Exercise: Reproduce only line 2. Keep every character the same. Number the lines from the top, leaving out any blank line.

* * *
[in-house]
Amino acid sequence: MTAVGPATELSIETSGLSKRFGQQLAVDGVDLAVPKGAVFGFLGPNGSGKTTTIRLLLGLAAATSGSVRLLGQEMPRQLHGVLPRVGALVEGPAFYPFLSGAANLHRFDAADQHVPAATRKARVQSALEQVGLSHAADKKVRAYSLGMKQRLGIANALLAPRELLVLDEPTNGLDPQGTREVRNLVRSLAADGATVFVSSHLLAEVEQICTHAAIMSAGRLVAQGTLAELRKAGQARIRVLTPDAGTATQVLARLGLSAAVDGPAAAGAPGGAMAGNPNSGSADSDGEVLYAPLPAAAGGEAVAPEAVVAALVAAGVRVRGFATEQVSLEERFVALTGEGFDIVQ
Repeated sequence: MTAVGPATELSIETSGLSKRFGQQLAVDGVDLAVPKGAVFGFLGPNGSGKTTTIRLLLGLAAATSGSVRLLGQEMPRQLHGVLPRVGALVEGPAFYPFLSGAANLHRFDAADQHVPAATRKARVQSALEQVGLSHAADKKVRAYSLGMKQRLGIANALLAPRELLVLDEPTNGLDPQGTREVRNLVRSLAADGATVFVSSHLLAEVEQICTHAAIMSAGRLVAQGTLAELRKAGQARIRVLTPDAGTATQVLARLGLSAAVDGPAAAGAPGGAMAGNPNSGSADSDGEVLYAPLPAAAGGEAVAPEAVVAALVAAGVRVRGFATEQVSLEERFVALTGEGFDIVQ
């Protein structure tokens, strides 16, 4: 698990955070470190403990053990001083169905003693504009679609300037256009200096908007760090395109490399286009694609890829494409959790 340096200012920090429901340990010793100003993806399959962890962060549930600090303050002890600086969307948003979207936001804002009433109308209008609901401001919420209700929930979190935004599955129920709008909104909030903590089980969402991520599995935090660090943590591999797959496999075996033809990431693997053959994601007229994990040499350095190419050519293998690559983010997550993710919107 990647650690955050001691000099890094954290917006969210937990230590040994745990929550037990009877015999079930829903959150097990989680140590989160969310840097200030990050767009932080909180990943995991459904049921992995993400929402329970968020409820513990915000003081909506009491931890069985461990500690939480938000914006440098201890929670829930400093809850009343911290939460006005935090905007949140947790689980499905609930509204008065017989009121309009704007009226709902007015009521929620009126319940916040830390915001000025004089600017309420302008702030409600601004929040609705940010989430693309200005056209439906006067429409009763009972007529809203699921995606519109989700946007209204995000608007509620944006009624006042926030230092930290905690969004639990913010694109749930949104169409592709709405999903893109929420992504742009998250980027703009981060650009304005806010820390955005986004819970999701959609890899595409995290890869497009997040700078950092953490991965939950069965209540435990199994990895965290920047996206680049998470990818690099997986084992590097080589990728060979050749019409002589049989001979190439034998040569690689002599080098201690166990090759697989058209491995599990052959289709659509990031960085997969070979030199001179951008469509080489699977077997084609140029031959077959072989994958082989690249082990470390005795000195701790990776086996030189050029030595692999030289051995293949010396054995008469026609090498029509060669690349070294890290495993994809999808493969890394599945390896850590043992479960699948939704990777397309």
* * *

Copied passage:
Amino acid sequence: MTAVGPATELSIETSGLSKRFGQQLAVDGVDLAVPKGAVFGFLGPNGSGKTTTIRLLLGLAAATSGSVRLLGQEMPRQLHGVLPRVGALVEGPAFYPFLSGAANLHRFDAADQHVPAATRKARVQSALEQVGLSHAADKKVRAYSLGMKQRLGIANALLAPRELLVLDEPTNGLDPQGTREVRNLVRSLAADGATVFVSSHLLAEVEQICTHAAIMSAGRLVAQGTLAELRKAGQARIRVLTPDAGTATQVLARLGLSAAVDGPAAAGAPGGAMAGNPNSGSADSDGEVLYAPLPAAAGGEAVAPEAVVAALVAAGVRVRGFATEQVSLEERFVALTGEGFDIVQ